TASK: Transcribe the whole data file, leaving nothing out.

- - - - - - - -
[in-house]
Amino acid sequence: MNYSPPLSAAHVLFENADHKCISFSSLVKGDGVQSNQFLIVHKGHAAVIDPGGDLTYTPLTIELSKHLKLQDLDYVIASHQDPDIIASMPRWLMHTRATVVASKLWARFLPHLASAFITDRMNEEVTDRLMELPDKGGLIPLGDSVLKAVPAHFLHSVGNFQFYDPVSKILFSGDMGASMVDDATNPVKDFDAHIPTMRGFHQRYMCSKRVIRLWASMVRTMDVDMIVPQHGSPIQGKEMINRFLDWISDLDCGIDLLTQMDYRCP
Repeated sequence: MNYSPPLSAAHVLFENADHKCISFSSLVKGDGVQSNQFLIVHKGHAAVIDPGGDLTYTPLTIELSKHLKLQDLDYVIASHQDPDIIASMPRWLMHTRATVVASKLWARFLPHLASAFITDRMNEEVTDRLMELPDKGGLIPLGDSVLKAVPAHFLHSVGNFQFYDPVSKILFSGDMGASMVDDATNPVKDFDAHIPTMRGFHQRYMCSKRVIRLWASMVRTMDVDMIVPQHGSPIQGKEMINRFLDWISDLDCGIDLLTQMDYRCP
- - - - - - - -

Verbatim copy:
[in-house]
Amino acid sequence: MNYSPPLSAAHVLFENADHKCISFSSLVKGDGVQSNQFLIVHKGHAAVIDPGGDLTYTPLTIELSKHLKLQDLDYVIASHQDPDIIASMPRWLMHTRATVVASKLWARFLPHLASAFITDRMNEEVTDRLMELPDKGGLIPLGDSVLKAVPAHFLHSVGNFQFYDPVSKILFSGDMGASMVDDATNPVKDFDAHIPTMRGFHQRYMCSKRVIRLWASMVRTMDVDMIVPQHGSPIQGKEMINRFLDWISDLDCGIDLLTQMDYRCP
Repeated sequence: MNYSPPLSAAHVLFENADHKCISFSSLVKGDGVQSNQFLIVHKGHAAVIDPGGDLTYTPLTIELSKHLKLQDLDYVIASHQDPDIIASMPRWLMHTRATVVASKLWARFLPHLASAFITDRMNEEVTDRLMELPDKGGLIPLGDSVLKAVPAHFLHSVGNFQFYDPVSKILFSGDMGASMVDDATNPVKDFDAHIPTMRGFHQRYMCSKRVIRLWASMVRTMDVDMIVPQHGSPIQGKEMINRFLDWISDLDCGIDLLTQMDYRCP